Third, neopopulists do have a substantive political program addressing democratic deficits in the existing modern regulatory state. For example, neopopulists support: more directly-elected executive officials in the federal and state government; direct election of federal and state judges; more aggressive legislative and judicial oversight of administrative agencies; less delegation of law-making authority to administrative agencies; aggressive facilitation and representation of citizens vis-a-vis federal and state authorities in criminal and civil proceedings to actually effect the rule of law.
As to foreign governments, neopopulists are also skeptical of the European Union being a stepping stone to a federated Europe because of its democratic deficits including the legislative power primarily being left in the hands of the Commission -- 25,000 experts working in Brussels. Neopopulists see the American federal government trending towards the model of the EU expert-laden legislative process -- increasing democratic deficits not minimizing them.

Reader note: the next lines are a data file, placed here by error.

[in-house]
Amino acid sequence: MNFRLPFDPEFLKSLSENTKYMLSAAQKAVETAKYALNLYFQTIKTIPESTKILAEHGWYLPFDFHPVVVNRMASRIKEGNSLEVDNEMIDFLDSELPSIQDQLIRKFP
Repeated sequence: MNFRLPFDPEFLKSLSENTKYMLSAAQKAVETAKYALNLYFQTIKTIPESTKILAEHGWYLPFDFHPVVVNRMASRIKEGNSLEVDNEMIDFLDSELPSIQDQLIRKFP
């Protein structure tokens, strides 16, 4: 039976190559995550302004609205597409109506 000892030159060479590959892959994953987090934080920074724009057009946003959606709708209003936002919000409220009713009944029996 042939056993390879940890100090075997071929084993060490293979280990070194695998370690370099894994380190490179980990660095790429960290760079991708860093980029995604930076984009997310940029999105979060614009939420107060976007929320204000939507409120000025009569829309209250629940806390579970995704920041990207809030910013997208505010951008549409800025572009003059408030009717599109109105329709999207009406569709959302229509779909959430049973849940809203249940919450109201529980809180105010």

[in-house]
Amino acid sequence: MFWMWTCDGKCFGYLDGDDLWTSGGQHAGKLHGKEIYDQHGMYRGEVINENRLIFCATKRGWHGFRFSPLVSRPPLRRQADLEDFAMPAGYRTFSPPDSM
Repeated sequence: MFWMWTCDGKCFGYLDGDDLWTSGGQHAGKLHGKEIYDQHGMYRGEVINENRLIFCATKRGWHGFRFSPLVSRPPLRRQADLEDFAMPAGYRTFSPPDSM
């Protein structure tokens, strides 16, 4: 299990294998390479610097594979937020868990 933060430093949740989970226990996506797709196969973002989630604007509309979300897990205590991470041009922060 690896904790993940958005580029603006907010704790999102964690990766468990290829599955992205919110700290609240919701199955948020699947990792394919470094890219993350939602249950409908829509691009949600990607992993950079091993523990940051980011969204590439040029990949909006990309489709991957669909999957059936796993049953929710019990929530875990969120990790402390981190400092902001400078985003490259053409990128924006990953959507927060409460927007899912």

In response to neopopulists identifying democratic deficits, conservative and liberal ideologues have little interesting to say. The ideologues and their political game have become so predictable and dull that not only the newspapers but even the politicians are beginning to become bored of it.
Fourth, neopopulists appreciate the paradoxes involved in the question of the elusive "I." Politically, the neopopulists choose to define the elusive "I" in the context of neighbor -- thus diminishing autonomy of the political actor. Conservative and liberal ideologues have chosen to maximize autonomy of the political actor -- God-talk -- at the expense of the love-neighbor limitiation.
Neopopulists believe that diminishing the autonomy of the political actor by the love-neighbor limitation will result in more people-oriented results. Conservatives may object because tradition - the democracy of the dead -- is a sufficient limitation of the politician's autonomy. Similarly, liberals may object because current constitutional and institutional limits themselves serve to limit the politician's autonomy.